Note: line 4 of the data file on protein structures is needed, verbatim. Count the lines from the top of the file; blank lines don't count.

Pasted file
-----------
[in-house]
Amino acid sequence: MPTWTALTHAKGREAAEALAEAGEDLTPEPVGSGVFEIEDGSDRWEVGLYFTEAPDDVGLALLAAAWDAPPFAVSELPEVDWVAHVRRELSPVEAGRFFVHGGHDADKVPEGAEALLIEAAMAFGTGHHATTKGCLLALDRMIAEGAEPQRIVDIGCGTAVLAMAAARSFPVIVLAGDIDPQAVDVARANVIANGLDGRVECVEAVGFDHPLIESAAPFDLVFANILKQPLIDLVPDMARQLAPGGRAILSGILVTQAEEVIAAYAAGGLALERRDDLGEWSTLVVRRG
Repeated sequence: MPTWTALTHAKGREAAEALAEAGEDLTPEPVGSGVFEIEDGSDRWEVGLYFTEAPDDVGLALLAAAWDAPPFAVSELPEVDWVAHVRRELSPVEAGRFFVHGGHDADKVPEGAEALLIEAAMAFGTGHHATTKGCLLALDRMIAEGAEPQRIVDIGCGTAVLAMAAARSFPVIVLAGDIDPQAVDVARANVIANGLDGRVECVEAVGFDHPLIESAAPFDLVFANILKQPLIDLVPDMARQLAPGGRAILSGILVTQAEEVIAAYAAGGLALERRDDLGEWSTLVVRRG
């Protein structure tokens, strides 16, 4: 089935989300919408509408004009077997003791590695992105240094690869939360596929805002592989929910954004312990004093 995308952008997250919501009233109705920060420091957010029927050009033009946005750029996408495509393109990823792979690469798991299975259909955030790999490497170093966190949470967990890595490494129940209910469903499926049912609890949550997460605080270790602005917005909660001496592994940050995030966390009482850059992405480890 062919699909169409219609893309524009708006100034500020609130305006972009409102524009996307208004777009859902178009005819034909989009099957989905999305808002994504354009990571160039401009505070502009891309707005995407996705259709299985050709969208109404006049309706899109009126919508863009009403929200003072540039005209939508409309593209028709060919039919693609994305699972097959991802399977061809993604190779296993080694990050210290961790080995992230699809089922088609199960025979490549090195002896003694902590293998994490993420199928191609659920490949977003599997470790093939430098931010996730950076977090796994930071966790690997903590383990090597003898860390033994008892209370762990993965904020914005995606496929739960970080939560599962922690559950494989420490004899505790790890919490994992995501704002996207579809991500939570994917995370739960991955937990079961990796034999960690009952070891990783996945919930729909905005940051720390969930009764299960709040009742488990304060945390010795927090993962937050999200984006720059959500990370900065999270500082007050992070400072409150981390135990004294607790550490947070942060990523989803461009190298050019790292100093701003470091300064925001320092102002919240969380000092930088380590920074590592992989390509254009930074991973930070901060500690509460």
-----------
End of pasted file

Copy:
């Protein structure tokens, strides 16, 4: 089935989300919408509408004009077997003791590695992105240094690869939360596929805002592989929910954004312990004093 995308952008997250919501009233109705920060420091957010029927050009033009946005750029996408495509393109990823792979690469798991299975259909955030790999490497170093966190949470967990890595490494129940209910469903499926049912609890949550997460605080270790602005917005909660001496592994940050995030966390009482850059992405480890 062919699909169409219609893309524009708006100034500020609130305006972009409102524009996307208004777009859902178009005819034909989009099957989905999305808002994504354009990571160039401009505070502009891309707005995407996705259709299985050709969208109404006049309706899109009126919508863009009403929200003072540039005209939508409309593209028709060919039919693609994305699972097959991802399977061809993604190779296993080694990050210290961790080995992230699809089922088609199960025979490549090195002896003694902590293998994490993420199928191609659920490949977003599997470790093939430098931010996730950076977090796994930071966790690997903590383990090597003898860390033994008892209370762990993965904020914005995606496929739960970080939560599962922690559950494989420490004899505790790890919490994992995501704002996207579809991500939570994917995370739960991955937990079961990796034999960690009952070891990783996945919930729909905005940051720390969930009764299960709040009742488990304060945390010795927090993962937050999200984006720059959500990370900065999270500082007050992070400072409150981390135990004294607790550490947070942060990523989803461009190298050019790292100093701003470091300064925001320092102002919240969380000092930088380590920074590592992989390509254009930074991973930070901060500690509460």